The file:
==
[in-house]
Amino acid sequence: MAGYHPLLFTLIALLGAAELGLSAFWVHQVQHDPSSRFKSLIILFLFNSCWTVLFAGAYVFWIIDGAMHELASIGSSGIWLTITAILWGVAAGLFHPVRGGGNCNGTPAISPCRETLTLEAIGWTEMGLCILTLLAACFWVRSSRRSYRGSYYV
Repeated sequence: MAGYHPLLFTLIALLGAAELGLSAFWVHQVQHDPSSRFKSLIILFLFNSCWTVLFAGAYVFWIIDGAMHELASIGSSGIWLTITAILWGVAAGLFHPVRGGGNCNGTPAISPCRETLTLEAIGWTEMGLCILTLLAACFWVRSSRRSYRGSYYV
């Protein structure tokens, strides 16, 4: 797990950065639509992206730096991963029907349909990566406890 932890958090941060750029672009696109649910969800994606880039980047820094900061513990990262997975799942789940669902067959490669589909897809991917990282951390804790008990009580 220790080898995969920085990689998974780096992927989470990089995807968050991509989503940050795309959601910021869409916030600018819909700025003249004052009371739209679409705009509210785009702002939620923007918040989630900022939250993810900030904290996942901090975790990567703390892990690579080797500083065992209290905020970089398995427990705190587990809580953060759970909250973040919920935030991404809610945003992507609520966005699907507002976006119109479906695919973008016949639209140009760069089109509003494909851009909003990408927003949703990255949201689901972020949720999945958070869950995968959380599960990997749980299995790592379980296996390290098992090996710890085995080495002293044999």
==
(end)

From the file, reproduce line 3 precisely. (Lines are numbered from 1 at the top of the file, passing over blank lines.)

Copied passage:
Repeated sequence: MAGYHPLLFTLIALLGAAELGLSAFWVHQVQHDPSSRFKSLIILFLFNSCWTVLFAGAYVFWIIDGAMHELASIGSSGIWLTITAILWGVAAGLFHPVRGGGNCNGTPAISPCRETLTLEAIGWTEMGLCILTLLAACFWVRSSRRSYRGSYYV